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John Stephen Kerr (20 May 1988 – 23 Oct 2007)

John 18th Birthday

A Life Worth Living by Fiona

The newsletter editor suggested that a year after John's death we could submit an article for the newsletter to let folks know how we are getting on, and surviving life without John. It’s hard to believe that more than a year has passed since then and I find myself sitting at the keyboard trying to work out what to say.

John’s 1st birthday
SOFT has been part of our life for the last 20 years. We were fortunate to have been involved with Jenny and Chris from the very beginning. Over the years we have looked forward to receiving the newsletter and have drawn great encouragement from many of the articles although it is many years since we made a contribution. In fact I think the last one would have been in 1993 when John started school. 
Since then my excuse has been that we were too busy living life to be writing about it, always full of good intentions but just never got round to it. We are all still busy living our lives now but it is a different kind of life now without John.

Our first major hurdle was our first Christmas without John in 2007. We didn’t send cards that year because I couldn’t get my head around being a family of four instead of five. Signing our names in a particular order is a very hard habit to break; I do sometimes still write cards from Duncan, Fiona, John, Stef and Rachel. We didn’t take many photographs that year either because they just didn’t look right without John in them. Our family is a different shape now and it takes time to get used to. Traditionally we would all gather in John’s bedroom on Christmas morning to open our presents, this is just one of many family activities that we have had to find a different way of doing.


John’s 18th birthday
Birthdays can be very difficult too. This year John would have been 21 and to celebrate we spent the day in Edinburgh, a city that John was very familiar with as he attended school there for 14 years. We did the tourist thing and visited the castle then had dinner and went to a show in the evening. It helped us to feel close to John by being in a place where he had spent a lot of time but not necessarily with us. Sometimes it is being in situations that would never have involved John that remind us so much of his absence. For example holidays. John was quite often in respite if we had a holiday abroad; it was so strange last year not phoning home to see how he was. Similarly on return from holiday we would rush to pick him up. It surprised me how sad I was on the plane home from Cyprus last year when it occurred to me that we wouldn’t be picking him up.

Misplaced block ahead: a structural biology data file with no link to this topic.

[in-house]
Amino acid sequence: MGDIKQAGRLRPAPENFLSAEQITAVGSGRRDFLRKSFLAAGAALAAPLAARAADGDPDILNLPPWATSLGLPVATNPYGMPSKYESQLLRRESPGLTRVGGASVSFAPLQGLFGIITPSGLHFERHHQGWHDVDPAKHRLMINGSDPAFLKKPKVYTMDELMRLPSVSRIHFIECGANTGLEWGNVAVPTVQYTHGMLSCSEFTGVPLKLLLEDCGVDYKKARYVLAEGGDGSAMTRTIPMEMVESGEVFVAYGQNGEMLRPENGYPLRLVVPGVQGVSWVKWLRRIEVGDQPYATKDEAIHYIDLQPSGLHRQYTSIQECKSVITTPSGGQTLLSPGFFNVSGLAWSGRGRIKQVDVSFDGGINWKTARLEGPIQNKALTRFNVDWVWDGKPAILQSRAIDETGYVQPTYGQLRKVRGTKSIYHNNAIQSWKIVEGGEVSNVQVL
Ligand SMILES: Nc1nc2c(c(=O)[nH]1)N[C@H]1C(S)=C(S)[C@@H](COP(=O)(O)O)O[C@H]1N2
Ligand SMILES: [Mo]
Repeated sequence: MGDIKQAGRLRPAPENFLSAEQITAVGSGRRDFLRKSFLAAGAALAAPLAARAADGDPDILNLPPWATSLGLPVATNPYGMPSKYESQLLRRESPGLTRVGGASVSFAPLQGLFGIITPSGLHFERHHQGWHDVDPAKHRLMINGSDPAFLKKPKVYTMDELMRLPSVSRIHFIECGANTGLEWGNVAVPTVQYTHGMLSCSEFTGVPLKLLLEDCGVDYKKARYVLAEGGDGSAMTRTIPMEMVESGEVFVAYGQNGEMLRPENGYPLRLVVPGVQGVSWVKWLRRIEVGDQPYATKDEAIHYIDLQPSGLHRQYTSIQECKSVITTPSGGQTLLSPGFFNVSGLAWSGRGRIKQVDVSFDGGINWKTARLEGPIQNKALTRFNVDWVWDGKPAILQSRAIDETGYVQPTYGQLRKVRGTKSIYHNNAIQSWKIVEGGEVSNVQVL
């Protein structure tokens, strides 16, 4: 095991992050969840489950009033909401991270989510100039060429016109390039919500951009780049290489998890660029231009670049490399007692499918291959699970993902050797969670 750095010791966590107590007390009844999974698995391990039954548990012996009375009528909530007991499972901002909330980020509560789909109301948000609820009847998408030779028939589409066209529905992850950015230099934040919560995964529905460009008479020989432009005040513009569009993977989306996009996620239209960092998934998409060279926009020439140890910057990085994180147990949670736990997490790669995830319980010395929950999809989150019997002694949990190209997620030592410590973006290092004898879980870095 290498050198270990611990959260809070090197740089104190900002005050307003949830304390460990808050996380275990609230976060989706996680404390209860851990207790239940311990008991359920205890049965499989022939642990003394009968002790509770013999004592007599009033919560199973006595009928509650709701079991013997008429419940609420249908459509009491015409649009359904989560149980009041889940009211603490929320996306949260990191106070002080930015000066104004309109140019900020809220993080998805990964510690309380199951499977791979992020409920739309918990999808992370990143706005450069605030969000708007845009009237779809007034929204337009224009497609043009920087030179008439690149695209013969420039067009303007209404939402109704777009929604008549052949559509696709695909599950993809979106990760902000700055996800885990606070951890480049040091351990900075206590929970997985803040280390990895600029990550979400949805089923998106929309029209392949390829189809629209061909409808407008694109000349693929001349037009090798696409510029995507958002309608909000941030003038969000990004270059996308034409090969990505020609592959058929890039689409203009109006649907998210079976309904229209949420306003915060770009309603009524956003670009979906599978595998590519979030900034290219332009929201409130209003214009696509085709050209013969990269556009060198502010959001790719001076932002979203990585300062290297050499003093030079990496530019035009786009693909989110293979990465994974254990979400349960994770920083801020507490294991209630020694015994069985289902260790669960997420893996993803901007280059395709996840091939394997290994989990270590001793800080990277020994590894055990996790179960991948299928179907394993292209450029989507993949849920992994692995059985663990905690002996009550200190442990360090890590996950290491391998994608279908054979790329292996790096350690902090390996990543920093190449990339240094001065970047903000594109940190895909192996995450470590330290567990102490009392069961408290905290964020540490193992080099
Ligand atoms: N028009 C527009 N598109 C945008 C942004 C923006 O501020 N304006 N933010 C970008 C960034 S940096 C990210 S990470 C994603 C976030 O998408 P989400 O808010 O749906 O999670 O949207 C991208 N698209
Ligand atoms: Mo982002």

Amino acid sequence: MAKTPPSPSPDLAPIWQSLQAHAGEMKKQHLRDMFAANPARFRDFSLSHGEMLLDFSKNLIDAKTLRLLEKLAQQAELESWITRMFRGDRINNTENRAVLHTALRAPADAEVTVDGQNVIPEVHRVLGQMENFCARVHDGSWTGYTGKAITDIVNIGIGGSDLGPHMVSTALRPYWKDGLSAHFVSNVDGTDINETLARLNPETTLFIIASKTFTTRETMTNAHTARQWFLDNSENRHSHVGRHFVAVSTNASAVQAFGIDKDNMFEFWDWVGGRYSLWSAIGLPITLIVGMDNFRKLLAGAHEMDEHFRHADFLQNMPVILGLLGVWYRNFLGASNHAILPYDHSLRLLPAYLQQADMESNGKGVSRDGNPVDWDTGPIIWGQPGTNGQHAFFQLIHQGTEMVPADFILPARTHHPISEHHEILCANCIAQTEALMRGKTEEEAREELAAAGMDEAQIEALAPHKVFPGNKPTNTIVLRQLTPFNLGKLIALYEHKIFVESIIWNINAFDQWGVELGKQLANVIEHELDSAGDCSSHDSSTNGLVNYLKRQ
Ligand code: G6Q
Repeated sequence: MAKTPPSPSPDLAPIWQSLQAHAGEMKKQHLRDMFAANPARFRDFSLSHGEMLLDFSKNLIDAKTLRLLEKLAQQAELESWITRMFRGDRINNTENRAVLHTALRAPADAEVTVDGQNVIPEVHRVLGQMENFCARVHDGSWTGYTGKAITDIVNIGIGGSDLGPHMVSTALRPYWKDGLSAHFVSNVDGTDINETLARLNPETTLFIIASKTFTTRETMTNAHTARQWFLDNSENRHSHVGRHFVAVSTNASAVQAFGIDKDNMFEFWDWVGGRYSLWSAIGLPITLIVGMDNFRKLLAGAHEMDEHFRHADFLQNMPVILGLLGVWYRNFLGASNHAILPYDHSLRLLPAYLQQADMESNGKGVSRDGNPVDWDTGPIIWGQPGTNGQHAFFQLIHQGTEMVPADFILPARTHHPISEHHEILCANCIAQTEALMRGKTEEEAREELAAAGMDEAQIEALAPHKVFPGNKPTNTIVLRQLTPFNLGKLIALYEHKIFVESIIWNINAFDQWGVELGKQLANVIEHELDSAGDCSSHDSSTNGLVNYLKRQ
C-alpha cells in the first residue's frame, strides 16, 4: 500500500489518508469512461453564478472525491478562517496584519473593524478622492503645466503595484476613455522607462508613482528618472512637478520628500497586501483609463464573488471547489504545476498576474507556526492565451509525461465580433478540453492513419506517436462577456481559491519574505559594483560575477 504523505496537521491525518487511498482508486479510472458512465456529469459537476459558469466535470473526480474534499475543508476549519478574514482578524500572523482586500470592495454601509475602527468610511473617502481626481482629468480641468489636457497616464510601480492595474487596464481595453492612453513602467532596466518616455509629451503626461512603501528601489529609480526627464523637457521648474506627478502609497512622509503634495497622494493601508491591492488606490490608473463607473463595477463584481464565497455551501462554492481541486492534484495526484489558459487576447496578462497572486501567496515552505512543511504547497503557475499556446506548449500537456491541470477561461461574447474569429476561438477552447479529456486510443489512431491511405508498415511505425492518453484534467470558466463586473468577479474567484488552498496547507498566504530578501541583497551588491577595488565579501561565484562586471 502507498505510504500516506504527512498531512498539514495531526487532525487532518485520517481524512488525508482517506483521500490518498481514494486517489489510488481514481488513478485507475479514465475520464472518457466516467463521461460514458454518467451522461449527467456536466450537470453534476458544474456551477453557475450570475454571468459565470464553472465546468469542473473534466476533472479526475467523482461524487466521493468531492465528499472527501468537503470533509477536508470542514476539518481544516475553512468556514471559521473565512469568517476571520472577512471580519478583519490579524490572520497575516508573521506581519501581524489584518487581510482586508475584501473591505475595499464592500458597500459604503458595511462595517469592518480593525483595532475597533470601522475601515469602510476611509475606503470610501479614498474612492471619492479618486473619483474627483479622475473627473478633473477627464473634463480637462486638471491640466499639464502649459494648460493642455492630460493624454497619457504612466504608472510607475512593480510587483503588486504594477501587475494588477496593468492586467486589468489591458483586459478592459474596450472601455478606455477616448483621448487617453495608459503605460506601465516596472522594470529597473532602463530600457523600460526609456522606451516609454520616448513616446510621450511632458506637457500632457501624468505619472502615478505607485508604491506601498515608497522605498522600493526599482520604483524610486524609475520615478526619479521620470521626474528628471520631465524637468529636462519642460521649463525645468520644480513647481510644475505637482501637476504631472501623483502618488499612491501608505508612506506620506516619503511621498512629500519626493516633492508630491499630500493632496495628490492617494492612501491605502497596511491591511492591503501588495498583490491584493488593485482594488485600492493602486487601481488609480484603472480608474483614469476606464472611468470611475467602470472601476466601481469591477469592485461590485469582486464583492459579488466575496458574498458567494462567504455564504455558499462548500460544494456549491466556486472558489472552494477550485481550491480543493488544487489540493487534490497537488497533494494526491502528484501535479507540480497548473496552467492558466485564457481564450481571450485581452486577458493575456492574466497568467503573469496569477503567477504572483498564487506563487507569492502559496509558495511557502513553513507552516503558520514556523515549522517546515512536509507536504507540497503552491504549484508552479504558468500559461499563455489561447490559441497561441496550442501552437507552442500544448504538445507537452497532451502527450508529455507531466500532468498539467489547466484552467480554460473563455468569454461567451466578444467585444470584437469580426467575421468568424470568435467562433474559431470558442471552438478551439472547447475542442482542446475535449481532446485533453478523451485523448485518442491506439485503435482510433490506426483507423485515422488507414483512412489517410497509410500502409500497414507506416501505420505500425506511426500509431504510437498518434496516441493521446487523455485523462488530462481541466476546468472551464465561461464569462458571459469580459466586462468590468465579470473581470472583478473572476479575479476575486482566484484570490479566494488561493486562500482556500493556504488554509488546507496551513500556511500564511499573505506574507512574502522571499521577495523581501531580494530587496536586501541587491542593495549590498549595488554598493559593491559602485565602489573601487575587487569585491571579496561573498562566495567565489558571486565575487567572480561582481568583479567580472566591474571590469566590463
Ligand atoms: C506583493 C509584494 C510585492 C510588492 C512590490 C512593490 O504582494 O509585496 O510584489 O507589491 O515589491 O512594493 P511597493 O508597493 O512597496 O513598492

Canoeing at school
Most of all we miss John’s company. Each one of us had our own special relationship with John. Duncan summed it up when he said I just miss “wasting time” with him. John was a good listener as you could tell him anything and know that your secret was safe with him. My favourite time was Sunday afternoon listening to the radio with John in his bedroom, enjoying a snooze after lunch and then taking the dog for a walk around the village. John enjoyed meeting the various two legged and four legged friends we met on our travels.

Summer 2007
We know that John’s death has left a huge gap in the lives of many others too. We were overwhelmed by the number of friends who attended his funeral. One way in which we managed to capture the essence of those relationships was by asking people to write in a memory book.

We circulated a notebook at the funeral and asked people to recall funny stories and happy memories of John. We cried many tears of sadness and laughter as we read some of the things he had been up to and the mischief he had caused.

It was particularly interesting for us to hear stories that we had no prior knowledge of and confirmed to us the nature of the independent life that John had managed to lead just like many 19 year old young men (without the handicap of his mum and dad). Even our Lawyer had a funny story to tell about the circumstances surrounding setting up “Power of Attorney” to manage John’s affairs.

Another source of great comfort for us is a memory box that had been presented to John on leaving school (just four months before he died). It is packed full of photographs video diaries and various arts and crafts and memorabilia from his years at the Royal Blind School. We are so grateful to the staff there for maintaining this living history. Next month we are proud to be opening a new sensory room at John’s former school, where some of the equipment has been funded from the donations that were given in lieu of flowers at his funeral.

As we approach the second anniversary of John’s death it’s hard to believe that it is so long since we heard him giggle, or ran our fingers through his spiky red hair. Sometimes it feels like only yesterday and other times it feels like an eternity. Sometimes it is a particular smell or a song that transports us back in time and triggers one of the many thousands of memories that we all have. It’s these memories that enable John to live in our hearts forever and it was such a privilege to be part of his life. John taught us many things; he taught us how to laugh, how to be brave and how to love unconditionally.

We are so grateful to everyone at Soft for travelling with us on this journey. When John was born I was so motivated to find someone who had a child with trisomy 13. I just wanted a glimpse of what we could expect along the way. I now know from my various experiences of talking and listening to other parents that nothing prepares you for the birth of a child with trisomy. I now also know from experience that nothing prepares you for the death of a child with trisomy. What I am so grateful for is the nineteen and a half years of life that we lived with John in between.

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